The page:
Another quick breakfast as the buses will leave at 08:30. We aren’t sure if public are included. When we arrive, everyone appears to be in some sort of formal dress. Just in case, we’ve brought our Jubilee Association name tags, but we don’t need them, everyone is welcome. Our first stop is Pourville, where the South Saskatchewan and Queen’s Own Cameron Highlanders landed.
The local citizens surround the ceremonial area and various military regiments and Les Fusiliers Mont-Royal band set up beside the church where the ceremonies are to be conducted.
Memorial made from bronze taken from the beach after the raid
Eventually the dignitaries and officials arrive and the commemoration begins. The Governor-General David Johnston inspects the troops
and the speeches begin. Johanne reminds me several times that the Canadian Ambassador to France, Lawrence Cannon is also present. The Honourable Steven Blaney puts tears in my eyes when towards the end of his speech, his voice quivers, and his tears flow as he speaks of the raid and acknowledges the brave veterans seated in front of the memorial.
The Honourable Steven Blaney, Minister of Veteran Affairs
The Fusiliers band plays and the tears are now flowing freely including the two couples we met on our first day from Winnipeg. Once the laying of wreaths and playing of national anthems are complete, we move down to the beach and assemble near a small bridge. It was here in 1942 Lieutenant Colonel Merritt and the Queen’s Own Cameron Highlanders of Canada attempted to cross the Scie River to reach their objective.
Leaving the church grounds
Bridge over the Scie river
We follow the parade as it moves along the promenade by the sea wall and stops for one more salute.
Johanne is chatting with the veterans and some of the locals when I notice that there are more officials and dignitaries than public. We head back to the main street and our bus. The street is empty! I ask a gendarme where the buses are parked. He says they left 10 minutes ago – ahead of the veterans, band, dignitaries, etc. because they are behind schedule on the agenda. Responding to our predicament, he arranges travel for us – one of the elected officials offers us a ride. When we get to the next stop on our agenda, Varangeville, Johanne says “there’s our buses!”. The official says we are too late for the ceremony and he wants to be early for the next town so we head straight to Sainte Marguerite-sur Mer. Unfortunately we missed the ceremony commemorating the only successful operation! We arrive well before the rest of the entourage and stake out prime spots to view the ceremony coincidentally near the memorial honouring the No 4 British Commando unit that attacked Varangeville.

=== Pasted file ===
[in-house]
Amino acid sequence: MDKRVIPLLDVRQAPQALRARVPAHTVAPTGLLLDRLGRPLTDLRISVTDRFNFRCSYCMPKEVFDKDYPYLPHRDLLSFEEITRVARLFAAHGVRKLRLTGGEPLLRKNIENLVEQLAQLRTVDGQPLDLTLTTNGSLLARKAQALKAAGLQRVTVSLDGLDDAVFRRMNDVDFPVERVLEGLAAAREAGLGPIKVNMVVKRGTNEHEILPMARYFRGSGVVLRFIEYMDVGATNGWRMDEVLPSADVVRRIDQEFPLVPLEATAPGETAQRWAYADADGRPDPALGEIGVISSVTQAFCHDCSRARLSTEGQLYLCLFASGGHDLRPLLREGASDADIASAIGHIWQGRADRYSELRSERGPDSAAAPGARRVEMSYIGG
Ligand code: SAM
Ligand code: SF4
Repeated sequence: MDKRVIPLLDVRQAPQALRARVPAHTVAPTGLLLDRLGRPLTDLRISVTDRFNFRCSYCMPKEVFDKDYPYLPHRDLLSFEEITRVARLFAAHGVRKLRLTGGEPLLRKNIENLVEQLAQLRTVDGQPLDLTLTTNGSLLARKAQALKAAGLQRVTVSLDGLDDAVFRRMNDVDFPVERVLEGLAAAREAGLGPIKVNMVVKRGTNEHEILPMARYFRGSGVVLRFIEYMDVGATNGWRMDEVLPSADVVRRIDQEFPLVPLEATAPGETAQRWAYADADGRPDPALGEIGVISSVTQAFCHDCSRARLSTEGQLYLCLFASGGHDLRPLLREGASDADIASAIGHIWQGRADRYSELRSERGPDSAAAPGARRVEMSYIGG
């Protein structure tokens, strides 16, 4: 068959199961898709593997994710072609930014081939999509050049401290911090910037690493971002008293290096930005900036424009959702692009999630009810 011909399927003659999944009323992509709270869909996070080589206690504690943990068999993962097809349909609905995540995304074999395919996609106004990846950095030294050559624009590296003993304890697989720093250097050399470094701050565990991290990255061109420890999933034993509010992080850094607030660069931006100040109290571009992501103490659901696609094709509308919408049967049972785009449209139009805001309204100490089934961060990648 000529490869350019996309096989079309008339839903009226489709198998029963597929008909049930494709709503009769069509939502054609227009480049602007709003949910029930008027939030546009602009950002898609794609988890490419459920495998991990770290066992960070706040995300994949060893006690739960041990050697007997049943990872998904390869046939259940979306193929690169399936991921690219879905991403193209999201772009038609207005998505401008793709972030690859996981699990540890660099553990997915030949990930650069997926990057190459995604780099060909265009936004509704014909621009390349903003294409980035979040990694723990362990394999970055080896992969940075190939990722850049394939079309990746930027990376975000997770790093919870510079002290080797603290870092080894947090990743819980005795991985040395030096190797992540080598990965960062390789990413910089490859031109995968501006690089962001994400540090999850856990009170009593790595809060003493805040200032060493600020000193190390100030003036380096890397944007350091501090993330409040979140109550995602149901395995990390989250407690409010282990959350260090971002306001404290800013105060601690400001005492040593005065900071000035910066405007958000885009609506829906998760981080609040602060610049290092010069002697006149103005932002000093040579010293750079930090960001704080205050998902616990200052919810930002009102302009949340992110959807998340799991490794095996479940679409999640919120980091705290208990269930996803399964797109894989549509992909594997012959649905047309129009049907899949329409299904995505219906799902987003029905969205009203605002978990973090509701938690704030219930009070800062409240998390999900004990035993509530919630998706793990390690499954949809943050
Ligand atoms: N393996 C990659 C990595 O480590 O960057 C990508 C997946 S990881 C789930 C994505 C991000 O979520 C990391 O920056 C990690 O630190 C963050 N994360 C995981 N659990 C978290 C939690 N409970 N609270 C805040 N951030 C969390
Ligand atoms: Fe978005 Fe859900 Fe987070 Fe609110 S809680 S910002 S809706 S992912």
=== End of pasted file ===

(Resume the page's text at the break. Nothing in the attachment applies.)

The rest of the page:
We have plenty of time to talk to the locals, who have been waiting for some time for the delegation. Everyone is so passionate about their local history. Young children, teenagers, and older people who were probably just kids when the raid took place surround the cordoned off area. When they see that we are Canadian they are very interested in our story. “You came all the way from Canada to be here? Thank you!” It brought tears to our eyes. The officials finally arrive and the site fills with our people from the buses.
A small French military band replaces the Fusiliers’ band
and the ceremonies begin with speeches, wreath laying, and national anthems. The French sing theirs with gusto and pride.
We then move to an old brick building that has numerous plaques acknowledging the No 4 Commando.
More speeches, wreaths and anthems. A child stood on a wall above the crowd waving her own little flag.
When the ceremony ended, Johanne gave the little boy a poppy and I took their photo with their handmade flags. Remembering 19 August 1942 is in genes of the French people!
Our next stop is a reception with petit canapés and champagne for everyone. I break out a sandwich I prepared at breakfast. People passing me search the spread for similar, substantial handouts, but désolé, there are none. Johanne spots two young men holding large books. She approaches them and notices that one of them has the Fusiliers emblem on his jacket and the other has the Cameron Highlanders crest. She finds out that they are French citizens but are Fusiliers and Queen’s Own Cameron Highlanders representatives (Mathieu Masson and Frederick Jeanne respectively). She asks them where they got the beautiful book on Dieppe and they tell her that they wrote it with 2 other historians. Sure enough their pictures are on the back cover! Well that was it for Johanne – you couldn’t drag her away. There they were comparing notes and photographs from my book. He told her that she should be able to buy it at small bookstore in Dieppe. They had so much to talk about that Mathieu Masson, the Fusiliers representative decided to meet us on out next agenda stop at Envermeu at 4:00pm. The bus arrived back at Dieppe city hall at 2:15 and we had less than 1 hr to freshen up, look for the book on Dieppe, pick up something to eat (Johanne had been so busy talking to Mathieu that she forgot to eat at the reception) and get back to the bus by 3:15 pm. When we get off the bus we make like Usain Bolt.